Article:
In a recent report, the committee put in a strongly worded request for more work to be done, saying: “We remain concerned that the personal information gathered through the 2011 Census could be subject to the United States Patriot Act and therefore we ask the government to take clear legal advice and advice from the US State Department and to publish it in response to this Report.”

We’re now looking forward to reading this advice. If the legal position continues to be a grey area then, faced with the choice between breaking UK privacy laws and the Patriot Act, which government would Lockheed choose to ignore? The point of our campaign remains that it would be better to ensure the Census data is not allowed anywhere near Lockheed Martin by removing them from the procurement process altogether.

And finally, goodbye, as this will be my last blog for this site. From this week I will be going, if not undercover, then at least behind the scenes to work full-time in the Green Party press office. We have an extraordinarily important two years ahead of us, with European elections in 2009 followed (or possibly preceded) by a general election in which we have our best chance ever of making a breakthrough into Parliament.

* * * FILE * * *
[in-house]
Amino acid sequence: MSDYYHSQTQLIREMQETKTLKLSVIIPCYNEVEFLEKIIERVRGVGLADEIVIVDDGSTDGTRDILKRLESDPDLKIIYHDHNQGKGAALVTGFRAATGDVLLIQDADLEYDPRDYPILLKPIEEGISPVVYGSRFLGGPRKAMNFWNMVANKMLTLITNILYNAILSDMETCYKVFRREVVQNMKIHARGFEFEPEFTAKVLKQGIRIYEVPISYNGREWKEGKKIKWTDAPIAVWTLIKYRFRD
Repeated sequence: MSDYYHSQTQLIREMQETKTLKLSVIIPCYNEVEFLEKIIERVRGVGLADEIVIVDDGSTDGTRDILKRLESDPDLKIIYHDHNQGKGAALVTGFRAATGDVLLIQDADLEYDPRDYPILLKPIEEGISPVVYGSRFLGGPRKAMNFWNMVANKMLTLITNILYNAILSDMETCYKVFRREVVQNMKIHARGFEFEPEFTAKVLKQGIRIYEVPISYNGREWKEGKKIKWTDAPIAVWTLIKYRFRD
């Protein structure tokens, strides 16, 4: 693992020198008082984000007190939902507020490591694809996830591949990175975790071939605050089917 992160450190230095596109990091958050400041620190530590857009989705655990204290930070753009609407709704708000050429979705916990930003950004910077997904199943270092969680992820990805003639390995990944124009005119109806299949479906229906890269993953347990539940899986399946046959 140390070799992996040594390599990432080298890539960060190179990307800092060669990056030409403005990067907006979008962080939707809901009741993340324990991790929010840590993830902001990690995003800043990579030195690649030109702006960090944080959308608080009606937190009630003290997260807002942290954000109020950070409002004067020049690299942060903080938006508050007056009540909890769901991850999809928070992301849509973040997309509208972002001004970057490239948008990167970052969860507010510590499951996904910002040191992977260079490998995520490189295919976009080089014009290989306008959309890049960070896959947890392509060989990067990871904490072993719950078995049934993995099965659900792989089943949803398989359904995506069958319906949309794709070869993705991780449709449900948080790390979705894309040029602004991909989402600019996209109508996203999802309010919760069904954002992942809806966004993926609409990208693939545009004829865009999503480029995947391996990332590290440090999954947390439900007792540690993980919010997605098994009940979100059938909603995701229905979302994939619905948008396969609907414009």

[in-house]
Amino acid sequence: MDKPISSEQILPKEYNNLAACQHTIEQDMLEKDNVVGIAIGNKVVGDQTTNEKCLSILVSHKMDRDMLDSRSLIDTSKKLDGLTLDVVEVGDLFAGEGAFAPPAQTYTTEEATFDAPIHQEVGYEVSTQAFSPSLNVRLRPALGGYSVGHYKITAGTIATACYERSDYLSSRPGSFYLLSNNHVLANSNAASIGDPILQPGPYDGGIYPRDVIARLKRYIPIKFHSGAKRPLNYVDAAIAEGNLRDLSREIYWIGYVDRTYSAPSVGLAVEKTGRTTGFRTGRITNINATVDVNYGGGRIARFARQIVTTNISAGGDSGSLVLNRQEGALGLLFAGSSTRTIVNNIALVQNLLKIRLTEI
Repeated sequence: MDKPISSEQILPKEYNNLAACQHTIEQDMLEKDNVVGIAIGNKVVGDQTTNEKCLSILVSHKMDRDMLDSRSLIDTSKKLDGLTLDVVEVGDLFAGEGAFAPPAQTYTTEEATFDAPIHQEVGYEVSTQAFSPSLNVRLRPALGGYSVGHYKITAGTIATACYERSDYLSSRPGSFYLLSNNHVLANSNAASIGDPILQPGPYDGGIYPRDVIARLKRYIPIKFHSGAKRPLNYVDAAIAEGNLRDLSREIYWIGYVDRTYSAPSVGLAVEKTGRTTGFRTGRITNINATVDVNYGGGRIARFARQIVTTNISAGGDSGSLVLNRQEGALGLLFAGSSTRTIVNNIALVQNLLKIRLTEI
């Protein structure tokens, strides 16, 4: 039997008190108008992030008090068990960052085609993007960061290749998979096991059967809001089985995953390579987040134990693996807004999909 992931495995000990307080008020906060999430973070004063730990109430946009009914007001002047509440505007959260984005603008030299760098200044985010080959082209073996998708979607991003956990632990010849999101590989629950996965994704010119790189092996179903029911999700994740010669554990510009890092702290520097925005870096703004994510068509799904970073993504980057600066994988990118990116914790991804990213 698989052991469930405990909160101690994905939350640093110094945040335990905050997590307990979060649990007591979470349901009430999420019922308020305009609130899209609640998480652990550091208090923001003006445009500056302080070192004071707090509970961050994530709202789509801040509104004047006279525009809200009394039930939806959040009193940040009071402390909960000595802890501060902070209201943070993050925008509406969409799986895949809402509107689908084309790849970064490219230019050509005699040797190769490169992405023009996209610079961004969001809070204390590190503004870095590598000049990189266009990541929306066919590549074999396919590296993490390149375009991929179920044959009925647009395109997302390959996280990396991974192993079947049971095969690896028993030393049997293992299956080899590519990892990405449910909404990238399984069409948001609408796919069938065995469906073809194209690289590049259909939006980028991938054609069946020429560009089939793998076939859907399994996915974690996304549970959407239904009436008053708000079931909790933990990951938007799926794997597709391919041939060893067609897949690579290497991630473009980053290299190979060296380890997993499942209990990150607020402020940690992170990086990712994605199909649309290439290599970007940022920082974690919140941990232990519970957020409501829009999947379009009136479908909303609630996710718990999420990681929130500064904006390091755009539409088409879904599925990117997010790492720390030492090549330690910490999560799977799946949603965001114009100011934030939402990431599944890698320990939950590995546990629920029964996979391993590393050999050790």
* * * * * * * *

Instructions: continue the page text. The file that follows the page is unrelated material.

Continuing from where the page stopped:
With no elections I can personally fight until 2010 at the earliest, I have decided the best way I can serve my party is to help promote the excellent work of Greens around the country, and to help Caroline Lucas MEP make history by winning in Brighton Pavilion, where we already have a majority in local election votes.

Westminster elections are, of course, a world away from local polls, so winning there will be a tough and exciting challenge, but also a huge opportunity to make a real difference to UK politics which I am looking forward to with great relish.